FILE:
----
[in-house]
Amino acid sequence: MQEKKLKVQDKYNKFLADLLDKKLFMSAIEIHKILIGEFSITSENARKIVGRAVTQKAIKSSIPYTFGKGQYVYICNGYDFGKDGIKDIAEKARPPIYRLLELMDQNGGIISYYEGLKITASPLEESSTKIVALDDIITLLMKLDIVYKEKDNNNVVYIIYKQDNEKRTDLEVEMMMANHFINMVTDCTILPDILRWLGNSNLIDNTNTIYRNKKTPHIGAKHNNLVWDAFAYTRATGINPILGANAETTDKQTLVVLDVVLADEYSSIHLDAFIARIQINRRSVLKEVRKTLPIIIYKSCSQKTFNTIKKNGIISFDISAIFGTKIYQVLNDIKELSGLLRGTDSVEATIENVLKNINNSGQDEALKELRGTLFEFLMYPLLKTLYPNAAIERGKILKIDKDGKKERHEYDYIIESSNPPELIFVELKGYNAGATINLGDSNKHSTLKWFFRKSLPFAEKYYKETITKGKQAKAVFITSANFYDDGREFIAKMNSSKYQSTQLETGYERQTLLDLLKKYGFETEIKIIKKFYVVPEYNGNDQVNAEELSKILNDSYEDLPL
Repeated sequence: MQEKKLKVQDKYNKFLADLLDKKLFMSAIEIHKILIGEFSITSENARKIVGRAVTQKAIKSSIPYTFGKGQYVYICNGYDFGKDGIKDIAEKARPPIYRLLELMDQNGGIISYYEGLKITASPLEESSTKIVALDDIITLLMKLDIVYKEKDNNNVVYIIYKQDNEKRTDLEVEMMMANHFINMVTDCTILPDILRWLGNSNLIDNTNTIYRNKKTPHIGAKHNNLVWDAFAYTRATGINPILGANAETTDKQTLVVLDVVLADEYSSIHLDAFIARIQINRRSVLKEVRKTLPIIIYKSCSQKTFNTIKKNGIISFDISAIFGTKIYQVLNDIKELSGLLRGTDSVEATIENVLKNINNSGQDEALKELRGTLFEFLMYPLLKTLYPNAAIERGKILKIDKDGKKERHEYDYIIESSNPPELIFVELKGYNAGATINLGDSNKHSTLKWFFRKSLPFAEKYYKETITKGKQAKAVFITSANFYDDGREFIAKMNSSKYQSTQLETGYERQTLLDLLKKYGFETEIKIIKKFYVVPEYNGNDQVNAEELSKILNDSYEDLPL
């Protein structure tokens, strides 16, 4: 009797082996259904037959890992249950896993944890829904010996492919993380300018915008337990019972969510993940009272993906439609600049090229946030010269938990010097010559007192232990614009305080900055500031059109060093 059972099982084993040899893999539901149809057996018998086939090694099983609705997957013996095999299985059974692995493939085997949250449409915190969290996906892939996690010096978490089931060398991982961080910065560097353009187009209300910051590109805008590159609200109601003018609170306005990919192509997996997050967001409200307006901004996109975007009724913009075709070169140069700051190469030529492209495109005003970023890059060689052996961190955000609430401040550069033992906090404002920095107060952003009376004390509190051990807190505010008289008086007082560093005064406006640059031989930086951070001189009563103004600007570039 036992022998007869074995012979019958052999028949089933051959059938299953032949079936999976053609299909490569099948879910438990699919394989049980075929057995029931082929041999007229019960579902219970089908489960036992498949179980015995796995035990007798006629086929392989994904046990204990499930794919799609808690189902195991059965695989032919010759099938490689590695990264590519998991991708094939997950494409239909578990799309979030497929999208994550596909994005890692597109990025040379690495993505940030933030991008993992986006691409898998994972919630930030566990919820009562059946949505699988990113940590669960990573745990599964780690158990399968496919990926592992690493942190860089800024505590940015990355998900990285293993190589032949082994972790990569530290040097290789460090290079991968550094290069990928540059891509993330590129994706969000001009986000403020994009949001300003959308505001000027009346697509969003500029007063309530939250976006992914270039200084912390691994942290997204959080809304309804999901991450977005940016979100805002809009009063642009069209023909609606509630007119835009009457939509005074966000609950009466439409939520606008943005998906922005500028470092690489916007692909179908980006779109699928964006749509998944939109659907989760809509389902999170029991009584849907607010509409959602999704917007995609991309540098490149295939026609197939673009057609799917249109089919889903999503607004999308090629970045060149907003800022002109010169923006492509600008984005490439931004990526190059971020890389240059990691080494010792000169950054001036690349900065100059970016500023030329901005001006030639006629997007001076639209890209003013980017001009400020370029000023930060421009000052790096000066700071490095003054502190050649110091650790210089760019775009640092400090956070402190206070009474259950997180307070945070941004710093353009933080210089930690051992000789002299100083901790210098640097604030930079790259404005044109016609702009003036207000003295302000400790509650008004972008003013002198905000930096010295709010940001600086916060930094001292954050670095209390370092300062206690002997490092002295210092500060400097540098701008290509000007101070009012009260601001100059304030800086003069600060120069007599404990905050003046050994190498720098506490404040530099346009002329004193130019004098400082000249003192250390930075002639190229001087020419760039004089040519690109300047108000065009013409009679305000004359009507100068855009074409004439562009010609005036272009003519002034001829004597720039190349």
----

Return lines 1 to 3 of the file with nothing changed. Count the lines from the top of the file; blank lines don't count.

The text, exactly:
[in-house]
Amino acid sequence: MQEKKLKVQDKYNKFLADLLDKKLFMSAIEIHKILIGEFSITSENARKIVGRAVTQKAIKSSIPYTFGKGQYVYICNGYDFGKDGIKDIAEKARPPIYRLLELMDQNGGIISYYEGLKITASPLEESSTKIVALDDIITLLMKLDIVYKEKDNNNVVYIIYKQDNEKRTDLEVEMMMANHFINMVTDCTILPDILRWLGNSNLIDNTNTIYRNKKTPHIGAKHNNLVWDAFAYTRATGINPILGANAETTDKQTLVVLDVVLADEYSSIHLDAFIARIQINRRSVLKEVRKTLPIIIYKSCSQKTFNTIKKNGIISFDISAIFGTKIYQVLNDIKELSGLLRGTDSVEATIENVLKNINNSGQDEALKELRGTLFEFLMYPLLKTLYPNAAIERGKILKIDKDGKKERHEYDYIIESSNPPELIFVELKGYNAGATINLGDSNKHSTLKWFFRKSLPFAEKYYKETITKGKQAKAVFITSANFYDDGREFIAKMNSSKYQSTQLETGYERQTLLDLLKKYGFETEIKIIKKFYVVPEYNGNDQVNAEELSKILNDSYEDLPL
Repeated sequence: MQEKKLKVQDKYNKFLADLLDKKLFMSAIEIHKILIGEFSITSENARKIVGRAVTQKAIKSSIPYTFGKGQYVYICNGYDFGKDGIKDIAEKARPPIYRLLELMDQNGGIISYYEGLKITASPLEESSTKIVALDDIITLLMKLDIVYKEKDNNNVVYIIYKQDNEKRTDLEVEMMMANHFINMVTDCTILPDILRWLGNSNLIDNTNTIYRNKKTPHIGAKHNNLVWDAFAYTRATGINPILGANAETTDKQTLVVLDVVLADEYSSIHLDAFIARIQINRRSVLKEVRKTLPIIIYKSCSQKTFNTIKKNGIISFDISAIFGTKIYQVLNDIKELSGLLRGTDSVEATIENVLKNINNSGQDEALKELRGTLFEFLMYPLLKTLYPNAAIERGKILKIDKDGKKERHEYDYIIESSNPPELIFVELKGYNAGATINLGDSNKHSTLKWFFRKSLPFAEKYYKETITKGKQAKAVFITSANFYDDGREFIAKMNSSKYQSTQLETGYERQTLLDLLKKYGFETEIKIIKKFYVVPEYNGNDQVNAEELSKILNDSYEDLPL